Alec Nevala-Lee

Thoughts on art, creativity, and the writing life.

The 10% Solution

with 6 comments

The recent release of Stephen King’s Full Dark, No Stars, the latest book by the most enduring and instructive popular novelist in America, reminds me of one of my favorite rules for writing, which is beautifully articulated by King in his classic book On Writing: A Memoir of the Craft. On Writing, which is one of the four or five books on writing that every novelist should read, is worth a look for any number of reasons, but King shares one story, in particular, that justifies the purchase all by itself:

In the spring of my senior year at Lisbon High—1966, this would have been—I got a scribbled comment that changed the way I rewrote my fiction once and forever. Jotted below the machine-generated signature of the editor was this mot: “Not bad, but PUFFY. You need to revise for length. Formula: 2nd Draft = 1st Draft – 10%. Good luck.”

I wish I could remember who wrote that note—Algis Budrys, perhaps. Whoever it was did me a hell of a favor. I copied the formula out on a piece of shirt-cardboard and taped it to the wall beside my typewriter. Good things started to happen for me shortly thereafter.

For its combination of simplicity and immediate usefulness to every writer, professional or otherwise, King’s little formula might be the single most powerful writing tool I know. And it really works. Every story I’ve ever sold or published has been cut by at least 20%, and my novel was trimmed by a staggering 45% (from more than 180,000 words down to 100,000). And there isn’t a single cut sentence that I regret—or even, at this point, remember.

Some writers might be intimidated by the idea of cutting a tenth or more from a draft they’ve grown to love, but it’s easier than it looks. My favorite financial writer, the very funny Andrew Tobias, in his book The Only Investment Guide You’ll Ever Need, has a similar rule for people reluctant to save 10% of their income, which, needless to say, is also a good idea:

There is someone in the world making 10% less than you who is not ragged and homeless. Live like him.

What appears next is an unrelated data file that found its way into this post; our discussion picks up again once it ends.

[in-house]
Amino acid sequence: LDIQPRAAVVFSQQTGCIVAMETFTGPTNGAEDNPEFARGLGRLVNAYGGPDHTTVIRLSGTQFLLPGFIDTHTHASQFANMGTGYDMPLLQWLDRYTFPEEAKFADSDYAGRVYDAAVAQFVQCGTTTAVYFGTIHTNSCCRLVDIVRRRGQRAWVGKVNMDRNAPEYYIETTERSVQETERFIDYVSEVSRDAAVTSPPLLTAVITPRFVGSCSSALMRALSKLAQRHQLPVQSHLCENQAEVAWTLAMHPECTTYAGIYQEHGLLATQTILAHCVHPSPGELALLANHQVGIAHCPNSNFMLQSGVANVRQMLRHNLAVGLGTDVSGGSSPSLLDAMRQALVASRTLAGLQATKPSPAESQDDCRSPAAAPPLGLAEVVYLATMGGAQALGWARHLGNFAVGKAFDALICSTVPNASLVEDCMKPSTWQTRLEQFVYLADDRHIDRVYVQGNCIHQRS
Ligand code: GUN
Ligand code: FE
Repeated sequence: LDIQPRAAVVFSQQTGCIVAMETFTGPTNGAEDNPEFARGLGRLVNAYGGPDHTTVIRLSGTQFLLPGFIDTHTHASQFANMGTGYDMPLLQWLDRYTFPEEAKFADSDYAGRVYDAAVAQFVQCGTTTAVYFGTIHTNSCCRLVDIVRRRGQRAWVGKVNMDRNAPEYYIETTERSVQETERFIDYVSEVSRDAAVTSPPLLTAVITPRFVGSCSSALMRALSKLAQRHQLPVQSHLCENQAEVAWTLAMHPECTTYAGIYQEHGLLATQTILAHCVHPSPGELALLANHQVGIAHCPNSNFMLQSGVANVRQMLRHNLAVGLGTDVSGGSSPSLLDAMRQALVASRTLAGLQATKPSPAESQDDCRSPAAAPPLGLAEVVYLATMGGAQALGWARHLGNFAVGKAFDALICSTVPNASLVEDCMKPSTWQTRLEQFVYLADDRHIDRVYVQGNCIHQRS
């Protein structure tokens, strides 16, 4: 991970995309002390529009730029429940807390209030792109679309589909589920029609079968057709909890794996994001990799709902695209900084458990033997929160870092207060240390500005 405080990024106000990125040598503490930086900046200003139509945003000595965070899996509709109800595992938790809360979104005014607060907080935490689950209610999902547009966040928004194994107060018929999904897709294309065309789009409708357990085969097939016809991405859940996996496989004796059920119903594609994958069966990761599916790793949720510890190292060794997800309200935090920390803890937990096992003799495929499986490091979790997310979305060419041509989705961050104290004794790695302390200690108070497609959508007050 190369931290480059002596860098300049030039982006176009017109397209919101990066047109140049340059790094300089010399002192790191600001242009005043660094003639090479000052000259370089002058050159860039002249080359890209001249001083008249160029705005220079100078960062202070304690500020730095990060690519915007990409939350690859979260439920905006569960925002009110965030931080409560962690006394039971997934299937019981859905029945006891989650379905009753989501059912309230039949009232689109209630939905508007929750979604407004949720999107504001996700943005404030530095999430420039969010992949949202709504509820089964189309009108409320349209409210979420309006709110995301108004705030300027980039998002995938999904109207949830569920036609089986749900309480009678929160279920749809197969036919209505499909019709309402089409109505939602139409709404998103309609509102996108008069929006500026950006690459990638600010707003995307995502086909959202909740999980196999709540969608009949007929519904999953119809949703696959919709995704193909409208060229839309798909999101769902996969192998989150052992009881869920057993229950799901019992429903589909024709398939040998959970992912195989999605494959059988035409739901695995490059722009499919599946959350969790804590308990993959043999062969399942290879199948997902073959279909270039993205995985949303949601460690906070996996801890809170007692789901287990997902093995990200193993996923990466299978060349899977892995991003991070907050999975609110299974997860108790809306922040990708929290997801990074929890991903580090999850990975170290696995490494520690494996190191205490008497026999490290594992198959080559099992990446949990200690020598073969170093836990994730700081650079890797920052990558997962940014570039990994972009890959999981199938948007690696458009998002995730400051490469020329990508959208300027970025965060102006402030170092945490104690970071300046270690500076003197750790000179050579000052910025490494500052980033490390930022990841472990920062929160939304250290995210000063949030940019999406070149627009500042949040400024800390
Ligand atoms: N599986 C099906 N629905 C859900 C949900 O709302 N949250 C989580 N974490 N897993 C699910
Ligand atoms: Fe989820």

My own version of that rule would look something like this:

There is a version of your novel that honors and fulfills your artistic intentions with 10% fewer words than the current draft. Write that novel.

So, in one simple formula, I’ve given you a rule that will help ensure your success as a writer and your future financial stability. Isn’t this blog great?

Written by nevalalee

December 4, 2010 at 2:25 pm

6 Responses

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  1. I love this post. I have King’s writing book also. I have read it and gone back to it on again and again. I’m not sure that I remember reading that so it’s more likely that I’ll remember the 10% advice this time around. I recently finished editing my first novel. There was a point where I hated to really cut anything. I was really focused on not having a word count that was too short. By the time I hit the third round of edits, I was ok with cutting what needed to be cut. And yes, it made for a better book, something that I could be that much more pround of.

    I had never seen a picture of his house. Hmmm.


    December 4, 2010 at 6:35 pm

  2. Thanks so much! It’s my experience that once you’ve been through the revision process a few times, it becomes oddly addictive. (It’s certainly easier than writing a first draft…)

    I should probably also point out that cutting 45% of a novel, as I did, implies that the first draft was simply too long in the first place. For my second novel, I’m hoping to get that number closer to 20%.


    December 4, 2010 at 7:08 pm

  3. Sound advice from King. In writing a short story recently the word count increased by approx. 30% in the second draft, then decreased by approx. 20% for the final draft.

    Mufidah Kassalias

    January 31, 2013 at 5:32 am

  4. I’m currently trying to trim ten percent from a draft of a novel that’s already been cut in half. Sometimes the hardest thing about this blog is taking my own advice…


    January 31, 2013 at 8:46 am

  5. […] simpleminded: write every day, revise only after the entire manuscript is finished, cut at least ten percent from the final draft. Really, though, they’re all just a means of keeping you at your desk […]

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    September 12, 2014 at 9:45 pm

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